4. I encourage you to help publicise my resources too.



  5. I am going to remain honest, and expect my honesty to grow in time, because honesty is a process, and one must fight “The Ultimate Truth” or alternatively becoming cynical from within and from without because “All truth is God’s truth.”, and because it varies in time. You should do so too. (Also see the lyrics of Avicii’s single “Wake Me Up” which is a very smart song on so many levels.)



  6. I will continue to reject the claims of people who claim that works of fiction, although protected by the Liberty of Speech, are necessarily “harmless”. For example, many words were written about how profoundly harmful the concept of the “Abrahamic God”, who is omniscient, omnipresent, omnipotent and, yet cares about small details of your life is. They were quite ineffective until the “Ceiling Cat is watching you…” captioned image (“lolcat”) made it seem as ridiculous as it truly is.




Cheers, and may the NSA get their ass kicked soon! (While everybody, including the NSA, end up happier and better.)


how profoundly harmful the concept of the Abrahamic God, posted 8 Jul 2014 at 19:35 UTC by badvogato » (Master)

Your remark 'How profoundly harmful the concept of the Abrahamic God' , rings in my ears, when I am reading about Carl Schmitt's 'Hamlet or Hecuba: the intrusion of the time into the play' ( translated by David Pan & Jenniffer Rust'.

Intro by Jennifer Rust and Julia Lupton:

Kenneth Reinhard comapres Schmitt's sovereign to the primal father in Freud:'The primal father and the sovereign occupy the position of extreme dcitators whose word both violates the rule of the total state and promises it totality, closure, drawing in the line between the inside and the outside." Reinhard urges the necessity of supplementing Schmitt's political theology of the sovereign with a more horizontal political theology of the neighbour. Whether we read the real in Schmitt as a naive and vitalist essentialism ( as Kahn does) or (following Galli, Turk, and Sitze) as a more existential and conflictual nihilism - and surely both are tendencies in this text - the real remain the source of the tragic in Schmitt's reading of the play.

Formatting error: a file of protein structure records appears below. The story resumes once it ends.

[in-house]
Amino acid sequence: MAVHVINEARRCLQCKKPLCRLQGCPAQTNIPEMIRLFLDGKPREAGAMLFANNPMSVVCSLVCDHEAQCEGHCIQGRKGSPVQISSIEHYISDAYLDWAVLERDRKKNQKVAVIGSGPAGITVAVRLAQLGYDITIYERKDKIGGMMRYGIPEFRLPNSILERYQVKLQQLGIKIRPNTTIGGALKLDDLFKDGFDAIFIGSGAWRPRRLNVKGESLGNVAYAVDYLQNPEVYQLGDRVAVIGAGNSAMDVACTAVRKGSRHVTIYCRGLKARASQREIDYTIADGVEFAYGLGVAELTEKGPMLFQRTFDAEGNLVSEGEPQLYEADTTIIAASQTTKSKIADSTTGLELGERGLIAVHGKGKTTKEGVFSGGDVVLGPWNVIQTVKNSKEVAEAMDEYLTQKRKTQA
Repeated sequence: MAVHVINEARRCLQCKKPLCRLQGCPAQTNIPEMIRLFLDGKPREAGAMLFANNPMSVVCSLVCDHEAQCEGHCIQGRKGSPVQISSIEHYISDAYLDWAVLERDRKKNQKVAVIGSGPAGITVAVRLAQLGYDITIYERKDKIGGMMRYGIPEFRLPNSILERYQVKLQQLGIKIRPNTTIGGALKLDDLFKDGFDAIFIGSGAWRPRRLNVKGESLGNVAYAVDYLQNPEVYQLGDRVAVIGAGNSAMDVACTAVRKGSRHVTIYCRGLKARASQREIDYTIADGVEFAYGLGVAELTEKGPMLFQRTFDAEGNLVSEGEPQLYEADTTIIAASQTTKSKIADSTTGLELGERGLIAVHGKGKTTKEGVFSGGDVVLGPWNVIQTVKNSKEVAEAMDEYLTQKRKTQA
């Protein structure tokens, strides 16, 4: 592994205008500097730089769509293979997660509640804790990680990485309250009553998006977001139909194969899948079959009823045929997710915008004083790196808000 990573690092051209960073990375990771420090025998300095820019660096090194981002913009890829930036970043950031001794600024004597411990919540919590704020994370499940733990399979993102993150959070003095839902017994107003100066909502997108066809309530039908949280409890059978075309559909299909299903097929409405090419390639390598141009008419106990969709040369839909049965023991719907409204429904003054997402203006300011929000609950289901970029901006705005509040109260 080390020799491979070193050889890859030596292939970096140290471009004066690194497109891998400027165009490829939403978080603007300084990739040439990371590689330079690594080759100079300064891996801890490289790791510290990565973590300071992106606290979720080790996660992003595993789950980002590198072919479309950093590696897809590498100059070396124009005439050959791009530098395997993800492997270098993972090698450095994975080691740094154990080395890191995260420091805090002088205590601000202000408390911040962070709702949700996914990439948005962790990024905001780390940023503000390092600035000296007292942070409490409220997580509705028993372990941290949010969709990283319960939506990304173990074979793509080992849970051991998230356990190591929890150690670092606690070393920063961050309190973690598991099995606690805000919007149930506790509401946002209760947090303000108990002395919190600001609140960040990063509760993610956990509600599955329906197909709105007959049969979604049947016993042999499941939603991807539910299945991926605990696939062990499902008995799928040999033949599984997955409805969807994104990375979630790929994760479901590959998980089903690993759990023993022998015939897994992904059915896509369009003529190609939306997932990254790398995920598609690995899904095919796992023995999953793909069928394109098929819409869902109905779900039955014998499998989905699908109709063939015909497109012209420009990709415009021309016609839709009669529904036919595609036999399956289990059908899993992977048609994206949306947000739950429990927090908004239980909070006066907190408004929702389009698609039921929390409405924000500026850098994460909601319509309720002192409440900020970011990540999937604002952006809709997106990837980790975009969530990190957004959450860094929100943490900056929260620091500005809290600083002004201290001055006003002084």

...
xxviii 3. The Sovereign and the Creature: Schmitt and Benjamin
In The Origin of German Tragic Drama ( 1927), ... Benjamine both incorporates and seerely liits Schmitt's definition of sovereignty by marking the irreducible difference that hanuts Schmitt's insistent attempts to concertize the analogy between the sovereign and God. Unlike God, the sovereign of Baroque Trauerspiel is mired in a radical immanence that permits no transcendence, no aura of sacred presence:"however highly he is tnthroned over subject and state, his status is confined to the world of creation; he is the lord of creatures, but he remains a creature." The createdness of the creaturely sovereign ruins his capacity to command the force of the genuine exception. The creaturely sovereign is unable to achieve the authentic breakthrough, the 'miraculous decision; he is condemned to indecision and self-destruction since the difference between the exceptional case of the state of emergency and the norm can no longer be discerned. As Samuel Weber argues, on Benjamin's Baroque state, the sovereign figure is both hollowed out and fragmented, split off into the multiple personas of the tyrant, the martyr, and the Intrigant.

xix.
9. See especially Homo Saer: Sovereign Power and Bare Life, trans. Daniel Heller-Roazen (Stanford Univ. Press 1998), but also Agamben's analysis of Messianism in The Time That Remains: A Commentary on the Letter to the Romans, trans. Patricia Dailey, ...